Don’t look down: the world’s most dangerous hikes

A walkway along Mount Hua Shan – one of the world's most dangerous hikesflocu/Shutterstock

With bandits, molten lava and wild animals posing a threat, blisters are the least of your worries on the world’s most dangerous hikes

From trekking across the treacherous windswept mountains of South Georgia to picking your way along the rickety walkways of Mount Hua Shan in China, these hikes are not for the fainthearted.

Kayaking in Svalbard: ice and isolation in the high Arctic

A group photo taken while Kayaking in SvalbardWerner Kruse

Kayaking in Svalbard among the icebergs of Hamiltonbukta showed us the true magic and magnitude of nature in the Arctic

Sometimes, I hear myself talking about my job and think, “God, I sound ridiculous.” It’s usually when I’m rattling on about where I’ve been and have to check myself, remembering that most people aren’t fortunate enough to visit places like the Galápagos or Easter Island – let alone both in a single trip.

Polar Plunge Q&A: everything you need to know

The Polar Plunge is a fearsome rite of passage for visitors to Antarctica and the Arctic. Here, we share what you need to know so you can leap with ease

I still remember the moment I learnt about the Polar Plunge. I was at home in London on a typically gloomy day in the mid 2010s. I was wasting time online when I came across an article about Antarctica. Sadly, I can’t remember the writer’s name, but the photo of her was joyous: midway through the Polar Plunge, her body drawn into a starfish shape, a jubilant smile on her face. It was so pure and fun, and completely unselfconscious in a way that women are taught not to be. 

In photos: 20 reasons to visit Svalbard

It's sunny in Svalbard so add sunscreen to your Svalbard packing list

From vast landscapes and giant glaciers to sly foxes and posing seals, we share some of the myriad reasons to visit Svalbard in the Arctic

Known as the last stop before the North Pole, Svalbard proved to be the Arctic we had always imagined: midnight sun, gleaming glaciers and snowcapped peaks, a frigid ocean riddled with ice and extraordinary wildlife including walruses, sea birds and polar bears.

Under the midnight sun: a surreal trip to Svalbard

Ice 'cubes' at Magdalenefjord – one of the reasons to visit SvalbardAtlas & Boots

In the land of the midnight sun, Kia finds a place of raw nature, rare wildlife and one of her most memorable moments of travel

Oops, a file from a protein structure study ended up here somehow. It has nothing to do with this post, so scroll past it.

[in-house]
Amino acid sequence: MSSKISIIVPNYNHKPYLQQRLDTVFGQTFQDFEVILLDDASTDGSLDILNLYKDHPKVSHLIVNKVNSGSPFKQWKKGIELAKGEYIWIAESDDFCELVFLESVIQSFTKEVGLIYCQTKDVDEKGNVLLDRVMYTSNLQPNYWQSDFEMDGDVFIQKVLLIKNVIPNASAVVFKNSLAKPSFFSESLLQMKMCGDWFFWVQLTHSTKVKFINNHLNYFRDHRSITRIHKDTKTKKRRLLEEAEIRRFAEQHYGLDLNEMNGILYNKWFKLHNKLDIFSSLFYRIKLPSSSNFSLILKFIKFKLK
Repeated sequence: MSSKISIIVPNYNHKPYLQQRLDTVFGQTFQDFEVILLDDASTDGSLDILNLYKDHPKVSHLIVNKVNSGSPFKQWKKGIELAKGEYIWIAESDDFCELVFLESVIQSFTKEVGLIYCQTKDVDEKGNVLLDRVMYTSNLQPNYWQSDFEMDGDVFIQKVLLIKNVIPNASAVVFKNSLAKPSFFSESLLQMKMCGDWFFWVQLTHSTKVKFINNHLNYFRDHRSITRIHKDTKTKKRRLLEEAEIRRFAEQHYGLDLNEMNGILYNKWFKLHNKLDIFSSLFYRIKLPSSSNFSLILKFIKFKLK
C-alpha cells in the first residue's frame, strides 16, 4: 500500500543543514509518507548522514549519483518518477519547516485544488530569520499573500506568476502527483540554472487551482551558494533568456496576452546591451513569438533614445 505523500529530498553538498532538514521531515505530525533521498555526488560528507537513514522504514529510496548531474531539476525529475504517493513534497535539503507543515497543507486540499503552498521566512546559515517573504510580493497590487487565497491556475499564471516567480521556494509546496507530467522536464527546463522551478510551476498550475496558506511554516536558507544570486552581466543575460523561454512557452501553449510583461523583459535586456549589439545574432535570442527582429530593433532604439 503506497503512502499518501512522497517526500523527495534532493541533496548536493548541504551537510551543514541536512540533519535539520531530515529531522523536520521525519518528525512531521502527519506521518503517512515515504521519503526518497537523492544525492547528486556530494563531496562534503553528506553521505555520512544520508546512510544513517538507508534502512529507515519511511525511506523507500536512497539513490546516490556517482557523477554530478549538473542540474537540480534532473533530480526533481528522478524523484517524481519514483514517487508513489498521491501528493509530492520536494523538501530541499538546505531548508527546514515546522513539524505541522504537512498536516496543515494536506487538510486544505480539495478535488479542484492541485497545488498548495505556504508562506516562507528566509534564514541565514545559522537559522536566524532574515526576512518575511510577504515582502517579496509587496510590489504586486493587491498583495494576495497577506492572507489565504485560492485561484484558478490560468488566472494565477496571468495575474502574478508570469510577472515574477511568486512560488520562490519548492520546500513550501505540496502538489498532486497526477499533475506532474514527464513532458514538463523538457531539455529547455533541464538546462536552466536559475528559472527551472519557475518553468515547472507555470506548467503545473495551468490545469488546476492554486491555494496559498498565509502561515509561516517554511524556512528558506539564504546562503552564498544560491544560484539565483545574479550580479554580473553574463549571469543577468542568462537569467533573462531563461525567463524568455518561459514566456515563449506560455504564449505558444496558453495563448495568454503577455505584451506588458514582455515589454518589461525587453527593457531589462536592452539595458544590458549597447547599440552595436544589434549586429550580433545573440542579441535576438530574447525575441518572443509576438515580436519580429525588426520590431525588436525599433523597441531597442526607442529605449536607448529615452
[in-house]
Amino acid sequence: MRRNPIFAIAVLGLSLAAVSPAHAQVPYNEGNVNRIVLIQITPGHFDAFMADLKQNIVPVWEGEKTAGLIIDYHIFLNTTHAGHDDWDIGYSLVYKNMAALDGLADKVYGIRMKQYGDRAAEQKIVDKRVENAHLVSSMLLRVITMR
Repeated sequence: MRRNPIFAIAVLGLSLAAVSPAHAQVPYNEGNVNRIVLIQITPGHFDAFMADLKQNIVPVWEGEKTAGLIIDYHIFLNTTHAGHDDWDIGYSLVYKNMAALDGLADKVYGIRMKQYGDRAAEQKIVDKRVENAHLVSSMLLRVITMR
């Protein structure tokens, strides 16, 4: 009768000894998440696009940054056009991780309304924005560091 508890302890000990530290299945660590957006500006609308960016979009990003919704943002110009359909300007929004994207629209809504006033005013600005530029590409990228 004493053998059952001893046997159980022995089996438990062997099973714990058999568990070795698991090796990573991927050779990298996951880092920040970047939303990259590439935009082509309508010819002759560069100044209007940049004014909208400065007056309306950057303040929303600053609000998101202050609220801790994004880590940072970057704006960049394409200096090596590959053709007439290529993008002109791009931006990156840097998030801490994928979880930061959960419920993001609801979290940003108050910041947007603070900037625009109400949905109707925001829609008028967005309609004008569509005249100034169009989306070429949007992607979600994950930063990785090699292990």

It is said that you can’t die in Svalbard, the remote archipelago that lies midway between Norway and the North Pole. The permafrost here not only preserves corpses, it sometimes pushes them to the surface. The truth is that authorities would prefer you didn’t die on Svalbard. Coffin burials are not allowed due to the permafrost, so critically-ill patients are usually flown to mainland Norway. 

20 interesting facts about Antarctica

Antarctica is protected by the Antarctic TreatyReform-Furl581/Shutterstock

We share the most interesting facts about Antarctica collected on our recent trip to the seventh continent

For a long time, it seemed like our trip to Antarctica wasn’t going to happen. Covid postponed it from 2020 to 2021, and then again to 2022. Even after we got the green light, our nerves didn’t ease. If we tested positive for Covid, we wouldn’t be allowed to board the ship, and daily testing meant that we could be quarantined in our cabins even after setting sail. In short, it was more stressful than expected. 

20 best books about Antarctica

A scene from Antarctic

From harrowing accounts of survival to the heartwarming tale of a rescued penguin, we list our favourite books about Antarctica

The most inhospitable place on Earth is an engrossing setting for any story, be it fictional or factual. Unsurprisingly, Antarctica’s literary canon is filled with tales of tragedy and/or survival against the odds. It would be easy, then, to fill this list with biographies of Amundsen, Scott and Shackleton alone. But Antarctica deserves attention beyond its tales of tragedy.

Antarctica packing list: all you need for your polar adventure

A click-and-pick Antarctica packing list with links to specific products that have been personally tested by Atlas & Boots

A friend of mine recently asked what three things make me happiest, as part of her research for her forthcoming book. I named family and nature which are fairly standard answers. Less common was my third choice of hygge, the Danish concept of cosiness.

Arctic or Antarctic: how to pick your polar adventure

Icebergs in Antarctica

Can’t decide between the Arctic or Antarctic for your polar adventure? Our guide will help you choose between 66° north or south

The North and South Poles were only “conquered” in relatively recent history. The South Pole was first attained in 1911 by the Norwegian Roald Amundsen after his epic race with the ill-fated Robert Falcon Scott.

Is Antarctica worth it? – and all your other questions answered 

With views like this, you will want your own balconyAtlas & Boots

Our expedition to the great white continent inspired a host of questions, most commonly: is Antarctica worth it? We share our answers below